Police pull plug on anti-vaxxer’s visit to Jill Hennessy’s office

Victoria Police members attended the Point Cook office of Health Minister and Member for Altona Jill Hennessy last week, after office staff became concerned for their own personal safety over an unscheduled visit from an anti-vaxxer campaigner.

Plain clothed officers arrived on scene at about 5.30pm on November 22 – two days before the Victorian State Election – to find an anti-vaxxer campaigner requesting to see the Minister’s own vaccination records, as well as those of her children.

The campaigner is a self-professed ‘health politics advocate’ who spends most of their time on campaigning efforts towards fighting what they claim to be ‘corruption’ within Australia’s pharmaceutical industry.

Big Pharma conspiracy theorists claim that the medical establishment in general and pharmaceutical companies in particular, especially the large ones, operate for sinister purposes and against the public good.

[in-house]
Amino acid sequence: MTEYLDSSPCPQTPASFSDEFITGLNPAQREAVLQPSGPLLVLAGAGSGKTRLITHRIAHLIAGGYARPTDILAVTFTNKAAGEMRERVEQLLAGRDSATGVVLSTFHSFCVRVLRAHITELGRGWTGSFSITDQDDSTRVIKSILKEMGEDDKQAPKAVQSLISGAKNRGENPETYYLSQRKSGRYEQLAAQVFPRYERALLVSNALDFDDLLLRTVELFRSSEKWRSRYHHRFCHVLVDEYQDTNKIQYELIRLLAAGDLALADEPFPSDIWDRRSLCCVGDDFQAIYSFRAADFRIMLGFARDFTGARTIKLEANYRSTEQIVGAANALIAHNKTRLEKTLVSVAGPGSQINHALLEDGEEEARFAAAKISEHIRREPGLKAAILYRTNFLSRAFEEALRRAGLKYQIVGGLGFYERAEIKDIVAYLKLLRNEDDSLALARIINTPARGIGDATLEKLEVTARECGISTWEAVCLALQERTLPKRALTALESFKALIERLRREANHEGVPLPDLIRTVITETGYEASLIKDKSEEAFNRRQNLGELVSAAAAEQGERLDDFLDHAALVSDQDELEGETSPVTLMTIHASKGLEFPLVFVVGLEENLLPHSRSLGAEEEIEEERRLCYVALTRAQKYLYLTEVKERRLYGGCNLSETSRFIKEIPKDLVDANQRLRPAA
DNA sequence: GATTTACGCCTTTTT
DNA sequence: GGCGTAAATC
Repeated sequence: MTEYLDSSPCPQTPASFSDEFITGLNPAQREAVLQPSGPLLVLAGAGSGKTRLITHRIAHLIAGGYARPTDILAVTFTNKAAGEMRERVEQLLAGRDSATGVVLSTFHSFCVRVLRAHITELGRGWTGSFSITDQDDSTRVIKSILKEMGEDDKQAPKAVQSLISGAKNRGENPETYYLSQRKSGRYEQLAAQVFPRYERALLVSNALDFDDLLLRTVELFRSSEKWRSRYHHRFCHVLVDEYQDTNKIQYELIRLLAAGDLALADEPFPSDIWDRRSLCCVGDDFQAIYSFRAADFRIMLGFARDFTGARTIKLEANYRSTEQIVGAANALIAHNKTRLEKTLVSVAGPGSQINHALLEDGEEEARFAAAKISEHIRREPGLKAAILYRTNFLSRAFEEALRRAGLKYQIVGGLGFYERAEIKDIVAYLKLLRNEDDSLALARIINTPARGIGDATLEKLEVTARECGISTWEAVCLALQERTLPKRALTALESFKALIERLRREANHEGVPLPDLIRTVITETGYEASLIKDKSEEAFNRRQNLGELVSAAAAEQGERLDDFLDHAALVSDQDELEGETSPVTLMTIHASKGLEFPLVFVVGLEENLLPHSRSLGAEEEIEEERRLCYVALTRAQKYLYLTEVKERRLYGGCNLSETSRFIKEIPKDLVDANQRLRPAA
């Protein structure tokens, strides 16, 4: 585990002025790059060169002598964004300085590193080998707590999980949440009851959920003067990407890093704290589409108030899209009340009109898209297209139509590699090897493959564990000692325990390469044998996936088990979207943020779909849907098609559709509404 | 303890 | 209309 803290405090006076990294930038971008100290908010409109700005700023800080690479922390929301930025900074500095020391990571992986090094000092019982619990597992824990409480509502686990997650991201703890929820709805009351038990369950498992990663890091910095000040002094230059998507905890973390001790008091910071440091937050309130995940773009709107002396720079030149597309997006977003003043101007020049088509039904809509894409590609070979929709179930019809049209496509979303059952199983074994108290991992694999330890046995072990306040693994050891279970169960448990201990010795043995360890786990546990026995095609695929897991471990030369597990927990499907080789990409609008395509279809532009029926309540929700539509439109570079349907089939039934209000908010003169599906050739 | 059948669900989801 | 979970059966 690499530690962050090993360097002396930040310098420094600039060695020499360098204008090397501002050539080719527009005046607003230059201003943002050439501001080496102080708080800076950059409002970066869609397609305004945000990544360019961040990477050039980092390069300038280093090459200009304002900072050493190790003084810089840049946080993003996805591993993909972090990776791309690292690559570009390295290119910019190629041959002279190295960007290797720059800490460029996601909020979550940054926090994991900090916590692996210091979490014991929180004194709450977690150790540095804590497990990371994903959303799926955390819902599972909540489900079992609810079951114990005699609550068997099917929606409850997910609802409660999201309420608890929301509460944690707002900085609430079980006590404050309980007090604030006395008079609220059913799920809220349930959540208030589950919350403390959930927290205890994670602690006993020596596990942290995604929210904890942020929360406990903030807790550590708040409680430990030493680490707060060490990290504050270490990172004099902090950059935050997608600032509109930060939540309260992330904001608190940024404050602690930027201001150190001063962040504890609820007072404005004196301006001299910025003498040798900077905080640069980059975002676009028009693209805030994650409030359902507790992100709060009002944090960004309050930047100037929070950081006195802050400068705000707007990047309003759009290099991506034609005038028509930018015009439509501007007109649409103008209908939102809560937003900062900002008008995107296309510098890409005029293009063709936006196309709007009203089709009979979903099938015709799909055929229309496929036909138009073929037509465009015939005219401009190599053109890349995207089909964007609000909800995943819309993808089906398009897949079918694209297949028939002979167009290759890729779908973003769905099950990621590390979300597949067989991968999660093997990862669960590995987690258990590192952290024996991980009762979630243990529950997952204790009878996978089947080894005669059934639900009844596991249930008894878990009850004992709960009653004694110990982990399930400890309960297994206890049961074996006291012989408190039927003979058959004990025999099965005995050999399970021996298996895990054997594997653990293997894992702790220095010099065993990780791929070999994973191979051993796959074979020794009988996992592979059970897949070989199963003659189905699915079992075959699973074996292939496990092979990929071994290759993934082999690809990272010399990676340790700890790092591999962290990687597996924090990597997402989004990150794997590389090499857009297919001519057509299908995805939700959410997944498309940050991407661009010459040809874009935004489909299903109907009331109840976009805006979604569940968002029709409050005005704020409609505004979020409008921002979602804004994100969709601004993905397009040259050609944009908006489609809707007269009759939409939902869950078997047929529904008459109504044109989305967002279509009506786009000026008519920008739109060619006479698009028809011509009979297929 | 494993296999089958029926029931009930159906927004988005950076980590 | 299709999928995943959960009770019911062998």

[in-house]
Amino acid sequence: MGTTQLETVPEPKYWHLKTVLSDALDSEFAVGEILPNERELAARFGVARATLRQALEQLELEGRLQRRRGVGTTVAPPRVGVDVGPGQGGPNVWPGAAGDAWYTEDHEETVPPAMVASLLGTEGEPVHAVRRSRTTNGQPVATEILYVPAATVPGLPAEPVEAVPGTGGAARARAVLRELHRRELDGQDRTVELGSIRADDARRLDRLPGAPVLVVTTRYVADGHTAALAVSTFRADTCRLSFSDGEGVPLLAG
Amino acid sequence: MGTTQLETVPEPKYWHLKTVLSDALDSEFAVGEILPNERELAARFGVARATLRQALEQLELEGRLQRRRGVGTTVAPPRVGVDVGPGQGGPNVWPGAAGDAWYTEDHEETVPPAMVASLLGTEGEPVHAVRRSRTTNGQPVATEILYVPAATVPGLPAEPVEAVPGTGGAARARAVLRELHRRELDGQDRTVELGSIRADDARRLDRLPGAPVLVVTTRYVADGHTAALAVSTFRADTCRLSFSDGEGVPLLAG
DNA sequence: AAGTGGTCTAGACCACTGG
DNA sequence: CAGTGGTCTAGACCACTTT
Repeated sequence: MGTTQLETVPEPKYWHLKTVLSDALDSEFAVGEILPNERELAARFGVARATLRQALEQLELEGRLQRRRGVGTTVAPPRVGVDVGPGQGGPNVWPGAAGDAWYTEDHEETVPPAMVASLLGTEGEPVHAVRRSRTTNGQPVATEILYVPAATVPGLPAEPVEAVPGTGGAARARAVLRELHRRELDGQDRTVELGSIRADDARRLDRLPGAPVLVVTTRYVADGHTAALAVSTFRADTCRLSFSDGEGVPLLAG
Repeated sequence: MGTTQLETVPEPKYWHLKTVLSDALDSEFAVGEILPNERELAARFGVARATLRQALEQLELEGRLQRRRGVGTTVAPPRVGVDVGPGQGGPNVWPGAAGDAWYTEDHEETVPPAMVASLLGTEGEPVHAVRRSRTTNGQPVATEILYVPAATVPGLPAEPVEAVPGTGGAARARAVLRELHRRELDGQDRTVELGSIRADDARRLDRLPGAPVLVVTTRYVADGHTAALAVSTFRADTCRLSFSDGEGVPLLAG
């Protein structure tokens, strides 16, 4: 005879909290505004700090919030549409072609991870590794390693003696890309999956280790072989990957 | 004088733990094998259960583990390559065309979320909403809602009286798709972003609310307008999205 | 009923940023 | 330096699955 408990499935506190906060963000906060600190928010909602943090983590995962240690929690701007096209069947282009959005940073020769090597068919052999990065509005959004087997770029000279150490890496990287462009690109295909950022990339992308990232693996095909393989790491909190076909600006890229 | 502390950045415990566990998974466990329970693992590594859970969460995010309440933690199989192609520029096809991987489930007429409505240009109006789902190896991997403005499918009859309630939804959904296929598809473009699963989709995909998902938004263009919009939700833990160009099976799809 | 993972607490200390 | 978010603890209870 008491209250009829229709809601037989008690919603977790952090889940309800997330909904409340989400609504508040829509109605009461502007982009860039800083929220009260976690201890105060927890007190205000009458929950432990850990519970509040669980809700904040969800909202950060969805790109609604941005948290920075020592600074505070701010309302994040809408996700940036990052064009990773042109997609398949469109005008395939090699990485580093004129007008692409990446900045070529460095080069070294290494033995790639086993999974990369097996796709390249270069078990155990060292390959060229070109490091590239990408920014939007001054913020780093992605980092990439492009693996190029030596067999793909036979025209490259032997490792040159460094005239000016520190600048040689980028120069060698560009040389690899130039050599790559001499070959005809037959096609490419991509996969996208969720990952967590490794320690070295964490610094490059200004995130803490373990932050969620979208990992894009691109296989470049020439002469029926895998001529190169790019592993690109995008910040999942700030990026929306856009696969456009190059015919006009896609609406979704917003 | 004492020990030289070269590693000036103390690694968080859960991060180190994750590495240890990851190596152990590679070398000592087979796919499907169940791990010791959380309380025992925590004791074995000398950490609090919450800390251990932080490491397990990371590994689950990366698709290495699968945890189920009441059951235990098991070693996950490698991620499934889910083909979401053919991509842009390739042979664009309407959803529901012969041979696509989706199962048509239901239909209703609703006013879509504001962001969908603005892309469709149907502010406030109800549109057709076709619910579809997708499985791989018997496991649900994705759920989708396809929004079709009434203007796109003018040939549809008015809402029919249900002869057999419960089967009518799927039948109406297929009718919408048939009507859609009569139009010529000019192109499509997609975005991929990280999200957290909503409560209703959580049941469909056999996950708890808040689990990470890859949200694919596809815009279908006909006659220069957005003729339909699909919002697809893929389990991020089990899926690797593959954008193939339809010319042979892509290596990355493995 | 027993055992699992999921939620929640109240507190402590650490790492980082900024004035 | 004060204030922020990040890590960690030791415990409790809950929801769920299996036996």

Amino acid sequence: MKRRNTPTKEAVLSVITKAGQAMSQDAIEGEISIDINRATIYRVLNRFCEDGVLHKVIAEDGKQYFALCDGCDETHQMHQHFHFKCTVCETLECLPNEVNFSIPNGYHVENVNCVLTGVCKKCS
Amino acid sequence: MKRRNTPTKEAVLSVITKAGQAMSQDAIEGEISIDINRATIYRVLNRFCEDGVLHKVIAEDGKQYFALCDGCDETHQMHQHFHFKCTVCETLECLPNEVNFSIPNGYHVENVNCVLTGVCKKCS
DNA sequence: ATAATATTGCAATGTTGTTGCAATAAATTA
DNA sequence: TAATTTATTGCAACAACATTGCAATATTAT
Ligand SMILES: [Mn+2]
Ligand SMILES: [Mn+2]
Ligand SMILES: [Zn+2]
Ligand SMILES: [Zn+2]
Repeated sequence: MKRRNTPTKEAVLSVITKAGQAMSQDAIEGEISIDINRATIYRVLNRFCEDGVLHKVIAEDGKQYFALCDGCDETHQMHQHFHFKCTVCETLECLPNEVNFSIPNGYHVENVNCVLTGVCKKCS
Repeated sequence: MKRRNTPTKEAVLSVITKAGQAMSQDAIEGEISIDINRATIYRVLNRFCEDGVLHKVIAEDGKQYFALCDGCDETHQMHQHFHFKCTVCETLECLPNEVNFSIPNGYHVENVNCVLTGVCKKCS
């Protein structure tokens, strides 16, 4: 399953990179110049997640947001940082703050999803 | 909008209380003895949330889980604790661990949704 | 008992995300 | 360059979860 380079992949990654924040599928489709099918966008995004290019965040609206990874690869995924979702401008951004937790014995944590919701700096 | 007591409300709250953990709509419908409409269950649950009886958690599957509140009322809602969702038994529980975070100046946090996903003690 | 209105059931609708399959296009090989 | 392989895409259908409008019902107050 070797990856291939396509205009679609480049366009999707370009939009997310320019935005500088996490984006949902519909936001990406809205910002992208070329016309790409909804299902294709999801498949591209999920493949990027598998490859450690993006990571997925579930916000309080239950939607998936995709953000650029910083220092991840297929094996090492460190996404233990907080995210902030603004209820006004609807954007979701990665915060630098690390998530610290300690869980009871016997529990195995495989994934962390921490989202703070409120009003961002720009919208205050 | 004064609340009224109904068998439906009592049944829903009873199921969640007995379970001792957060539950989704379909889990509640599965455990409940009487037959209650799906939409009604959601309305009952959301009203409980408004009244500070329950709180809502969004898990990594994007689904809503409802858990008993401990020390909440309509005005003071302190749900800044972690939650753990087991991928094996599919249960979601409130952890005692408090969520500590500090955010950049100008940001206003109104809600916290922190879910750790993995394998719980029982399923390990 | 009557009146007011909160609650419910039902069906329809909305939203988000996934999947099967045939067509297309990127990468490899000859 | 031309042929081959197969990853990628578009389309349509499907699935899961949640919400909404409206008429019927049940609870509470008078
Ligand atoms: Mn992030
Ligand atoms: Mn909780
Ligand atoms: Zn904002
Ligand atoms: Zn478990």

The campaigner believes the so-called corruption impacts political and regulatory matters, therefore critical of Ms Hennessy in her role as Health Minister and the capacity in which she represents, endorses and regulates health related programs including vaccinations.

It is understood the purpose of the campaigner’s visit was only to request records of the Minister, as well as those of her children. The campaigner said they represent parents of vaccine-damaged children who debate the notion that vaccines are safe and effective.

Police attended the Point Cook office of Health Minister Jill Hennessy last week to meet with an anti-vaxxer campaigner.

The Department of Health maintains that immunisation is the most significant public health intervention, providing a safe and effective way to prevent the spread of many diseases that cause hospitalisation, serious ongoing health conditions and sometimes death.

Since the introduction of vaccination for children in Australia in 1932, deaths from vaccine-preventable diseases have fallen by 99 per cent, despite a threefold increase in population. Worldwide, immunisation programs prevent approximately three million deaths each year.

In Australia, every vaccine must pass strict safety testing before the Therapeutic Goods Administration (TGA) will register it for use. They are also tested on thousands of people who take part in large clinical trials. Approval of vaccines can take up to 10 years.

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